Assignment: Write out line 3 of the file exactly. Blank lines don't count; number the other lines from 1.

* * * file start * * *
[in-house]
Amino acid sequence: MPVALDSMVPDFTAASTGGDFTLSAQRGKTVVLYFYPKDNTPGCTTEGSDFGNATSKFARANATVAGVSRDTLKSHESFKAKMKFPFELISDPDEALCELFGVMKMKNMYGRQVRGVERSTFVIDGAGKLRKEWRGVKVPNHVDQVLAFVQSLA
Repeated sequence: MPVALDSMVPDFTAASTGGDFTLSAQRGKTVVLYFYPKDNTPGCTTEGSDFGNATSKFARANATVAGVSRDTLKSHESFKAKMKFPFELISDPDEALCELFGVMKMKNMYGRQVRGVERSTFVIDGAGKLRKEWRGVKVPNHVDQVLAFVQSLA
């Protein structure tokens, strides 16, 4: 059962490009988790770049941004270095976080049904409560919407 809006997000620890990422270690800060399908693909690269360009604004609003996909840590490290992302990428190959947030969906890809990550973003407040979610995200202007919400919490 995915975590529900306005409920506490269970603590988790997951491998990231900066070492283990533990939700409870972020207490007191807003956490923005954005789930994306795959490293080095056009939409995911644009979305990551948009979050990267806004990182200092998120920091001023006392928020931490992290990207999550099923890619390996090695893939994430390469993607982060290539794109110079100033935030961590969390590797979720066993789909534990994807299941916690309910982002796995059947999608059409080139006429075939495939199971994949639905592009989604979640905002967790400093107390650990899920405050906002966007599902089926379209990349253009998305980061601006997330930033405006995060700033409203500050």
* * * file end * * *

Repeated sequence: MPVALDSMVPDFTAASTGGDFTLSAQRGKTVVLYFYPKDNTPGCTTEGSDFGNATSKFARANATVAGVSRDTLKSHESFKAKMKFPFELISDPDEALCELFGVMKMKNMYGRQVRGVERSTFVIDGAGKLRKEWRGVKVPNHVDQVLAFVQSLA